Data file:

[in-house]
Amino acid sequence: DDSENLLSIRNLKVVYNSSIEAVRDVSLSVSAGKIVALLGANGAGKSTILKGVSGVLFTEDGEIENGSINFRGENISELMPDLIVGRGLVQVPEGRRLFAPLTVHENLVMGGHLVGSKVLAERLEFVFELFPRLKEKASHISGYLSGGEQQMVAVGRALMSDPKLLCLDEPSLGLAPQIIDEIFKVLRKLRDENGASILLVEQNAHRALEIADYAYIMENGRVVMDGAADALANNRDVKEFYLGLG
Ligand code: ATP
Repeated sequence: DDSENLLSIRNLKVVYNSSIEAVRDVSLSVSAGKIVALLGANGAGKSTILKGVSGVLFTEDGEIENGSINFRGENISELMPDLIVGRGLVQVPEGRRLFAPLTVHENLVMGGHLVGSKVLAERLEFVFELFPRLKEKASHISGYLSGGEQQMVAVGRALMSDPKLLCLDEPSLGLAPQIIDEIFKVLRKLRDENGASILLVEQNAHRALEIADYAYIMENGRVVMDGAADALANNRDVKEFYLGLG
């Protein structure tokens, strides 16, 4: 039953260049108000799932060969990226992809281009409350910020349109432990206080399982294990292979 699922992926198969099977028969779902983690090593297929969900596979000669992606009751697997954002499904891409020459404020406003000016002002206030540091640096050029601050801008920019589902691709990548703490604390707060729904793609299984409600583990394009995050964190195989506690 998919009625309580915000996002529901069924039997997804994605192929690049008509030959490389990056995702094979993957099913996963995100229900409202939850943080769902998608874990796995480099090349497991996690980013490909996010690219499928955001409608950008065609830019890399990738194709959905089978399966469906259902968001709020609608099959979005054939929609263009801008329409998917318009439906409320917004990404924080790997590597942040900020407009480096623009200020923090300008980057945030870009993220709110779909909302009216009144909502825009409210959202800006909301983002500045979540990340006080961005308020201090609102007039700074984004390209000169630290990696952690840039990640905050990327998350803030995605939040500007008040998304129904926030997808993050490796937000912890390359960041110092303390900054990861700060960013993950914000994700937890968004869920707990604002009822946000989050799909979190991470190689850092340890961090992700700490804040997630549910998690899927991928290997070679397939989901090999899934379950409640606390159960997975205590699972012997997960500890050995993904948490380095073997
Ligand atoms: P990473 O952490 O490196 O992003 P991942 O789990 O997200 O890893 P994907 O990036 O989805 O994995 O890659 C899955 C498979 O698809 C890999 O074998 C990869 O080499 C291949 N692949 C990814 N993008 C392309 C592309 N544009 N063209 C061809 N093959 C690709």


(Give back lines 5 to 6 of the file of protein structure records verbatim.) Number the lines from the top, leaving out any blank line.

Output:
């Protein structure tokens, strides 16, 4: 039953260049108000799932060969990226992809281009409350910020349109432990206080399982294990292979 699922992926198969099977028969779902983690090593297929969900596979000669992606009751697997954002499904891409020459404020406003000016002002206030540091640096050029601050801008920019589902691709990548703490604390707060729904793609299984409600583990394009995050964190195989506690 998919009625309580915000996002529901069924039997997804994605192929690049008509030959490389990056995702094979993957099913996963995100229900409202939850943080769902998608874990796995480099090349497991996690980013490909996010690219499928955001409608950008065609830019890399990738194709959905089978399966469906259902968001709020609608099959979005054939929609263009801008329409998917318009439906409320917004990404924080790997590597942040900020407009480096623009200020923090300008980057945030870009993220709110779909909302009216009144909502825009409210959202800006909301983002500045979540990340006080961005308020201090609102007039700074984004390209000169630290990696952690840039990640905050990327998350803030995605939040500007008040998304129904926030997808993050490796937000912890390359960041110092303390900054990861700060960013993950914000994700937890968004869920707990604002009822946000989050799909979190991470190689850092340890961090992700700490804040997630549910998690899927991928290997070679397939989901090999899934379950409640606390159960997975205590699972012997997960500890050995993904948490380095073997
Ligand atoms: P990473 O952490 O490196 O992003 P991942 O789990 O997200 O890893 P994907 O990036 O989805 O994995 O890659 C899955 C498979 O698809 C890999 O074998 C990869 O080499 C291949 N692949 C990814 N993008 C392309 C592309 N544009 N063209 C061809 N093959 C690709």